Astronomy Picture of the Day

Discover the cosmos! Each day a different image or photograph of our fascinating universe is featured, along with a brief explanation written by a professional astronomer.

February 20, 1998
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Hale-Bopp: A Continuing Tail
Credit: Guido Pizarro, ESO

Explanation: Where is Hale-Bopp now? The Great Comet of 1997, one of the largest and most active comets ever, is outbound about 400 million miles from the sun. Too faint for viewing without telescopes or binoculars, Hale-Bopp is presently positioned in the very southerly constellation of Pictor. This "negative" image (black stars against white sky) of Hale-Bopp is the result of a 1 hour time exposure using the 1-metre European Southern Observatory Schmidt telescope on January 5. Clearly the comet still has a substantial tail, blown by the solar wind, that points generally away from the sunward direction. But look closely. A spiky "anti-tail" is also visible pointing toward the sun! It is likely that this anti-tail is composed of dust grains released from the comet nucleus which are too large to be easily pushed by the solar wind. As Hale-Bopp recedes from the sun its activity will subside but astronomers are still uncertain as to how long its tails will last. After a swing through the outer solar system and the Oort cloud, Hale-Bopp will pass through the inner solar system again ... around the year 5400.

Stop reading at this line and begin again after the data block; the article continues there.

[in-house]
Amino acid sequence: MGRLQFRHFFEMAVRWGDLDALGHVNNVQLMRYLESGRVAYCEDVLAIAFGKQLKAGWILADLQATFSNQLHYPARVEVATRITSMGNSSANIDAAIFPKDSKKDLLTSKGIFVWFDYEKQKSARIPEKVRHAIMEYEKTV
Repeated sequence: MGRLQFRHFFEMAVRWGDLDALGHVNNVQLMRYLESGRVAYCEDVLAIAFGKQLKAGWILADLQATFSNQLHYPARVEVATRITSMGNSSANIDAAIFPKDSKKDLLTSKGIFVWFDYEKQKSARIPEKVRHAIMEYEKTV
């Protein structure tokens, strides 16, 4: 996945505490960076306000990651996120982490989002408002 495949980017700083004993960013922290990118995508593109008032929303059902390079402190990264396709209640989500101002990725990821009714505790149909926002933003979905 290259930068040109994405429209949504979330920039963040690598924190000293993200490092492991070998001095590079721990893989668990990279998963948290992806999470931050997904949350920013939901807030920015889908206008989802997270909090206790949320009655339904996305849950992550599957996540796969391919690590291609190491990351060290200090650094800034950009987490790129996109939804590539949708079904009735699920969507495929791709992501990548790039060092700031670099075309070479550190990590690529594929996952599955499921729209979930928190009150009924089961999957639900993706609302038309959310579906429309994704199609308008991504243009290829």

Tomorrow's picture: Big Blue Giant

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Authors & editors: Robert Nemiroff (MTU) & Jerry Bonnell (USRA)
NASA Technical Rep.: Jay Norris. Specific rights apply.
A service of: LHEA at NASA/ GSFC
&: Michigan Tech. U.